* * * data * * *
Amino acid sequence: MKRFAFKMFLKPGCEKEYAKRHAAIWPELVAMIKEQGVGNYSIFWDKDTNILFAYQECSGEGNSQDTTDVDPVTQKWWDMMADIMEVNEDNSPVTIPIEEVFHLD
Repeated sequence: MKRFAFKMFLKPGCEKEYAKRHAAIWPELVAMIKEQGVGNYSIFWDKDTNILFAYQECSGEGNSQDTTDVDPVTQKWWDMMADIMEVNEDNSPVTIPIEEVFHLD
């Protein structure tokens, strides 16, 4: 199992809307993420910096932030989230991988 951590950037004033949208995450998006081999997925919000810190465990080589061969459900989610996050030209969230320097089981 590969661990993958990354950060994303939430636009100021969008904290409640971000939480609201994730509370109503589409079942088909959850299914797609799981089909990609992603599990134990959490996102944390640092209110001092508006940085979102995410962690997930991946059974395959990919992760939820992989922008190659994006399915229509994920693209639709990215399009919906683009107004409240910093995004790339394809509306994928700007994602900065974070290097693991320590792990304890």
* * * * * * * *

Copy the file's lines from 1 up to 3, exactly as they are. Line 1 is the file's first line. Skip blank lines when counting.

Amino acid sequence: MKRFAFKMFLKPGCEKEYAKRHAAIWPELVAMIKEQGVGNYSIFWDKDTNILFAYQECSGEGNSQDTTDVDPVTQKWWDMMADIMEVNEDNSPVTIPIEEVFHLD
Repeated sequence: MKRFAFKMFLKPGCEKEYAKRHAAIWPELVAMIKEQGVGNYSIFWDKDTNILFAYQECSGEGNSQDTTDVDPVTQKWWDMMADIMEVNEDNSPVTIPIEEVFHLD
């Protein structure tokens, strides 16, 4: 199992809307993420910096932030989230991988 951590950037004033949208995450998006081999997925919000810190465990080589061969459900989610996050030209969230320097089981 590969661990993958990354950060994303939430636009100021969008904290409640971000939480609201994730509370109503589409079942088909959850299914797609799981089909990609992603599990134990959490996102944390640092209110001092508006940085979102995410962690997930991946059974395959990919992760939820992989922008190659994006399915229509994920693209639709990215399009919906683009107004409240910093995004790339394809509306994928700007994602900065974070290097693991320590792990304890």